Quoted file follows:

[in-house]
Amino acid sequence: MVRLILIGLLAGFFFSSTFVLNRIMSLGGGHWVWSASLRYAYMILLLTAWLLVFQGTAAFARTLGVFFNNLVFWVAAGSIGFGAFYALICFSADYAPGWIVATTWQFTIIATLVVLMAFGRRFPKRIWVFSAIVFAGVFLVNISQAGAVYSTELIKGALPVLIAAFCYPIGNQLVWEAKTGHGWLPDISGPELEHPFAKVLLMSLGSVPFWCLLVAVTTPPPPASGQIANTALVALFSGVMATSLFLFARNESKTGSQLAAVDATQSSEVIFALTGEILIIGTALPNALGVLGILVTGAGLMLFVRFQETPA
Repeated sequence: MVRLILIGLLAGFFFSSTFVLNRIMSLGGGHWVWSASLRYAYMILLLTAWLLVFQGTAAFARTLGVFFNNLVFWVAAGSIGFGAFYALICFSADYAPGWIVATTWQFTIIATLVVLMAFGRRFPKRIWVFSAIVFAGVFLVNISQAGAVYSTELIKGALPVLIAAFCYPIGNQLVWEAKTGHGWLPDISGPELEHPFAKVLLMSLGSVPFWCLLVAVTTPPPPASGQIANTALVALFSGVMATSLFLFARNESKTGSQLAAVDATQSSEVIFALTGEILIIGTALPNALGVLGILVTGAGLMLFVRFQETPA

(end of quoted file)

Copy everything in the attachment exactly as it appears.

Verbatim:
[in-house]
Amino acid sequence: MVRLILIGLLAGFFFSSTFVLNRIMSLGGGHWVWSASLRYAYMILLLTAWLLVFQGTAAFARTLGVFFNNLVFWVAAGSIGFGAFYALICFSADYAPGWIVATTWQFTIIATLVVLMAFGRRFPKRIWVFSAIVFAGVFLVNISQAGAVYSTELIKGALPVLIAAFCYPIGNQLVWEAKTGHGWLPDISGPELEHPFAKVLLMSLGSVPFWCLLVAVTTPPPPASGQIANTALVALFSGVMATSLFLFARNESKTGSQLAAVDATQSSEVIFALTGEILIIGTALPNALGVLGILVTGAGLMLFVRFQETPA
Repeated sequence: MVRLILIGLLAGFFFSSTFVLNRIMSLGGGHWVWSASLRYAYMILLLTAWLLVFQGTAAFARTLGVFFNNLVFWVAAGSIGFGAFYALICFSADYAPGWIVATTWQFTIIATLVVLMAFGRRFPKRIWVFSAIVFAGVFLVNISQAGAVYSTELIKGALPVLIAAFCYPIGNQLVWEAKTGHGWLPDISGPELEHPFAKVLLMSLGSVPFWCLLVAVTTPPPPASGQIANTALVALFSGVMATSLFLFARNESKTGSQLAAVDATQSSEVIFALTGEILIIGTALPNALGVLGILVTGAGLMLFVRFQETPA